Employee involvement gets the best
Employee-owned companies consistently perform better, according to new research. But in the Gulf, they are few and far between.
September 7, 2010 3:51 by Sam Potter
According to a recent report by the Cass Business School in London, businesses in which the employees own a share are more resilient in tough times. It suggests that, by giving employees a share of the company through stock options, the business would fare better in a downturn like the one that has so recently engulfed the world.
Emirates 24-7 also reported that findings of the study suggest employee-owned businesses create jobs faster and typically outperform companies in which employees have no stake.
But these insights are likely to be lost on most companies in the region, according to Gulf News. The paper points out that businesses in the Middle East offering this kind of model are much less common than in the UK or US due to the local ownership regulations. “In most cases, stock options for employees are simply absent,” it says.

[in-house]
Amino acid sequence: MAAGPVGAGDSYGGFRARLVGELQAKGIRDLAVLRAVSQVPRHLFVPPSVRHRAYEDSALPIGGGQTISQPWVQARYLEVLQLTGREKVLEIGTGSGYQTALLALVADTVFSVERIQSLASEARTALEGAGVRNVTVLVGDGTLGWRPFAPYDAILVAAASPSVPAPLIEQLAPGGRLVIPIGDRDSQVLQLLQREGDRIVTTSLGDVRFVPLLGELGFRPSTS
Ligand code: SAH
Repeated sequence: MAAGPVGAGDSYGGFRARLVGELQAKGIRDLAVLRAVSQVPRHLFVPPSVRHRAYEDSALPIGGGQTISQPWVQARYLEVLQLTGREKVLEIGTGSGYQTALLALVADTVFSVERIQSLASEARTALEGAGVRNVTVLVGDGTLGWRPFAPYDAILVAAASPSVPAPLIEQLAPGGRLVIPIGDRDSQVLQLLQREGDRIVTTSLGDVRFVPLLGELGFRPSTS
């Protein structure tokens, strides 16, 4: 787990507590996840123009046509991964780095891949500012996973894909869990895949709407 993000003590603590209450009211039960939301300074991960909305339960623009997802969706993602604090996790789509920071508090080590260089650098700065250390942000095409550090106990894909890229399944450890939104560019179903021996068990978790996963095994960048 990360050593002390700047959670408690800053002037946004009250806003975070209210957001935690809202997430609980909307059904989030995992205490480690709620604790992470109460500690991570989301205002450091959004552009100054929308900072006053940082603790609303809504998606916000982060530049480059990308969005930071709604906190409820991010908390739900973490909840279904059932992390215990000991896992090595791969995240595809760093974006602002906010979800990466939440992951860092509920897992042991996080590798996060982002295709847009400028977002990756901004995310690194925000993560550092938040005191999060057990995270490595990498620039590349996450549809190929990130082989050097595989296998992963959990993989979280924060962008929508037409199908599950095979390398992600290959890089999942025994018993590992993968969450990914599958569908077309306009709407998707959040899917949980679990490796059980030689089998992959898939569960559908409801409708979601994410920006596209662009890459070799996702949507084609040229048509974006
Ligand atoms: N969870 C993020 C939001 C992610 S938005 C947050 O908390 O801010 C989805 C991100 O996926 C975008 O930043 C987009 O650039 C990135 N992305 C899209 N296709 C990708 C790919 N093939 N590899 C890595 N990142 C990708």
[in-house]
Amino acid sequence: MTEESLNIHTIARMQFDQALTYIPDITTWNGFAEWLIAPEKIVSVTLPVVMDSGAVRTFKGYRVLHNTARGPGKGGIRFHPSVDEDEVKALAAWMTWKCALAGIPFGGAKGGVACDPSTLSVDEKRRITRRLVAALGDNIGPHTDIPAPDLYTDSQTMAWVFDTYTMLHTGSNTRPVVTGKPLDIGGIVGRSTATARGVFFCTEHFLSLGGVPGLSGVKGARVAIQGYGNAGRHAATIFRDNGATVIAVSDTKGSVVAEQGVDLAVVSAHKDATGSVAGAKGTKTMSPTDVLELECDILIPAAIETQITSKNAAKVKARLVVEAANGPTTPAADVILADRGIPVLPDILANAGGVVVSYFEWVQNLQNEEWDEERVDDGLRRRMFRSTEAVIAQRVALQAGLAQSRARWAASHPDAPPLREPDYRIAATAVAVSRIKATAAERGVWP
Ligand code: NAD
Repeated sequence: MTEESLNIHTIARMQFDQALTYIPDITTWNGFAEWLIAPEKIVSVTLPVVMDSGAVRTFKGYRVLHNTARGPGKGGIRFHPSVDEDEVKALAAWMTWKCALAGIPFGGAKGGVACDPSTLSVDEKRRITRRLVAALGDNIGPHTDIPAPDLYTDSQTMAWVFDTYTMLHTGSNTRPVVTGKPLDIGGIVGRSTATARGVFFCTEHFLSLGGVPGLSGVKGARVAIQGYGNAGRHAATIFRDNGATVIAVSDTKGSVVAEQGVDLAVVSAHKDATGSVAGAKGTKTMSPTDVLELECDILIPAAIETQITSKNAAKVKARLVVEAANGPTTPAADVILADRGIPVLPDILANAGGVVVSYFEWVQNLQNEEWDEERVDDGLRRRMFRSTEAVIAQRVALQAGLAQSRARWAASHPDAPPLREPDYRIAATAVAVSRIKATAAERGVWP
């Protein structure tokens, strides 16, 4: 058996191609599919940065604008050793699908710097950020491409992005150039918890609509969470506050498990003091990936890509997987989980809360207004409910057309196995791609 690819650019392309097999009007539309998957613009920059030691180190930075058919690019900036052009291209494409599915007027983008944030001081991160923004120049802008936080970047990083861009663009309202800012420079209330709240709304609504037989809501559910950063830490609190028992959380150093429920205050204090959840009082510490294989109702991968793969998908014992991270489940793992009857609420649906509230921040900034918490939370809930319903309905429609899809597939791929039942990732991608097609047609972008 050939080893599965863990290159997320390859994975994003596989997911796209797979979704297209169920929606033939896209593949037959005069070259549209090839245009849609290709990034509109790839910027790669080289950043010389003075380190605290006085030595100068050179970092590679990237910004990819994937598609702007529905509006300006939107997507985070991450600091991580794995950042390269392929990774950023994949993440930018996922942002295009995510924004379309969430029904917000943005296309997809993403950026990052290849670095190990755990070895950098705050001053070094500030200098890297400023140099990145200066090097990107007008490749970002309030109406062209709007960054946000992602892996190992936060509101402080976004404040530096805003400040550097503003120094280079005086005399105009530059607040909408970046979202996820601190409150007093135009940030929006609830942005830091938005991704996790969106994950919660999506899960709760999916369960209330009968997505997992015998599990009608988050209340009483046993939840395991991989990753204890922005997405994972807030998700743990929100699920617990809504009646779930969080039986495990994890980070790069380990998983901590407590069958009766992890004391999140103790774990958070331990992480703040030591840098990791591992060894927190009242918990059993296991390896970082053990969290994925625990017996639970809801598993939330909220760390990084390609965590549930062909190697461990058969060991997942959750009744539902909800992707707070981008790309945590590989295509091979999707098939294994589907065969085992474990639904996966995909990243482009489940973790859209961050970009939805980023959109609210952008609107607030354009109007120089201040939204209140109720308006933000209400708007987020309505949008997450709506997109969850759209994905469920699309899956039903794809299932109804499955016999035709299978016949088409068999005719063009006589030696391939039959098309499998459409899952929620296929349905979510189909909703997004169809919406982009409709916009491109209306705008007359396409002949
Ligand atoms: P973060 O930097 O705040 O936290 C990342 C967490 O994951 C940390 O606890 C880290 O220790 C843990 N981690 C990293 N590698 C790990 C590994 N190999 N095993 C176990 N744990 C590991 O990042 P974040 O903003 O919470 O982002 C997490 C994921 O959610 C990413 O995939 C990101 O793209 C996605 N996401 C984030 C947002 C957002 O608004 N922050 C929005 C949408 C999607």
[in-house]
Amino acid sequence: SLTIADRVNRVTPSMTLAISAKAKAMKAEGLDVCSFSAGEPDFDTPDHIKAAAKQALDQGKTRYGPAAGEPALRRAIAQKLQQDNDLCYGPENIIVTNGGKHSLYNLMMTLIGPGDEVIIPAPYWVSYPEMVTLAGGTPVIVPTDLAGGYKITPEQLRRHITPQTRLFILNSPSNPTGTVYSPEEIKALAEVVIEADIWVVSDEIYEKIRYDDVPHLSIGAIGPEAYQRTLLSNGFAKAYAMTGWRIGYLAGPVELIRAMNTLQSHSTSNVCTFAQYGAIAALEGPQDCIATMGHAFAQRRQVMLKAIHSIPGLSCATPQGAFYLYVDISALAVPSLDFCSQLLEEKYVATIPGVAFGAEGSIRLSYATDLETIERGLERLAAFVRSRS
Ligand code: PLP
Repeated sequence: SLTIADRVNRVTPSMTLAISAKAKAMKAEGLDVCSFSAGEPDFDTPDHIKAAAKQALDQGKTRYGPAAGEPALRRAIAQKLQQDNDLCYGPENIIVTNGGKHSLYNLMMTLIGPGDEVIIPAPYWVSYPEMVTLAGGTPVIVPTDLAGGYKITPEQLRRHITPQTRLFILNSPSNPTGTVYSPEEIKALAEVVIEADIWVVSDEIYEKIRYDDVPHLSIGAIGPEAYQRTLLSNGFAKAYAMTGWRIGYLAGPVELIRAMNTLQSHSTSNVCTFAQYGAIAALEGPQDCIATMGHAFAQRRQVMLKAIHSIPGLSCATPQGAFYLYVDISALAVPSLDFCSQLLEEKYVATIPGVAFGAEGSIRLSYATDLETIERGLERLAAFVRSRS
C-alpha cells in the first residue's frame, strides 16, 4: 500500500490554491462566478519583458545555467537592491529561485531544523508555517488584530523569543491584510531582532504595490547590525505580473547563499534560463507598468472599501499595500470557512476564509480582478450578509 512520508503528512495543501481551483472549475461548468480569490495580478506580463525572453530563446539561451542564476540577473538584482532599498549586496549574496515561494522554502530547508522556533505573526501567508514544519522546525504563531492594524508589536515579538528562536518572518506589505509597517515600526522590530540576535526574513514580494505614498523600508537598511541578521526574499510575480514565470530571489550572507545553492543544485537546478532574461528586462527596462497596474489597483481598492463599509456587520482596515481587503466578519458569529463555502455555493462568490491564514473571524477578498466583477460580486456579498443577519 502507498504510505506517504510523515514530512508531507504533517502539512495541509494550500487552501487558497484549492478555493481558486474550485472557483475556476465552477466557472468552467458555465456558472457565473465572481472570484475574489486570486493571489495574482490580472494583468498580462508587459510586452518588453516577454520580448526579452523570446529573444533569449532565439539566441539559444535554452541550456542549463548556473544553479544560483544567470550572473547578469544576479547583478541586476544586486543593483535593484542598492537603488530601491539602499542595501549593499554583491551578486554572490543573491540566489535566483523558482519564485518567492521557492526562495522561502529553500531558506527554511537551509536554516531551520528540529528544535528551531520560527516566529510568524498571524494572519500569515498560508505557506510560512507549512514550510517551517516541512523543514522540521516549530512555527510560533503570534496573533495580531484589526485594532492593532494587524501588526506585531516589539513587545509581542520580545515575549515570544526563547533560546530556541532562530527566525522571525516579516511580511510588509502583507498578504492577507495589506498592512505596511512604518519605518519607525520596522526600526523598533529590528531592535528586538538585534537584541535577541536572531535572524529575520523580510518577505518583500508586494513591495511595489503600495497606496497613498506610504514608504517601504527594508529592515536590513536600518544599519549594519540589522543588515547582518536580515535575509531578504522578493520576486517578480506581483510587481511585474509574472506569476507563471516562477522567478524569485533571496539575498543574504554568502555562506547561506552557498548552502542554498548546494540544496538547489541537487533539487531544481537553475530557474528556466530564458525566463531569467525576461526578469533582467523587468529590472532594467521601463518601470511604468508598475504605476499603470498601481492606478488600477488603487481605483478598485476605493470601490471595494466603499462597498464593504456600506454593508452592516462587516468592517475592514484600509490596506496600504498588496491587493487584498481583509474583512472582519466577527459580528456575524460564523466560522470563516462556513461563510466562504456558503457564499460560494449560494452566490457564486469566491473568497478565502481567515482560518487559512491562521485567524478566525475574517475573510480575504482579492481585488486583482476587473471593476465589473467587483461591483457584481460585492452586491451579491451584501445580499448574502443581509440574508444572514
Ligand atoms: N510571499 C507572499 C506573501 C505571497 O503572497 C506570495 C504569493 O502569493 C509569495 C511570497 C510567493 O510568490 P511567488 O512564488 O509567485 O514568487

“The set up in the UAE is not very conducive to employee-owned companies as our law here does not support stock options,” Prashant Gulati, the secretary general of the Indian Business and Professionals Council in Dubai, told Gulf News. “It’s not easy to build mutli-levels of shares and it makes it difficult for people to use share holding as a form of incentive for employees.”
The term employee owned business encompasses any business owned wholly or partly by its employees. The situation often comes about when employees are given a share of the business after working for it for a certain period of time. But if local companies wanted to implement this option, “an offshore structure will have to be created which can be complicated and expensive,” says Gulf News.
“Although it is possible to build an employee-owned business in the UAE, the sponsorship model, the majority expat population, the transient nature of the work force, and company law requirements create an environment in which employee-owned businesses are more challenging to build and run,” Dr Armen V Papazian, financial economist and CEO of Keipr, a consulting firm that specialises in business analytics and intelligence told the paper.
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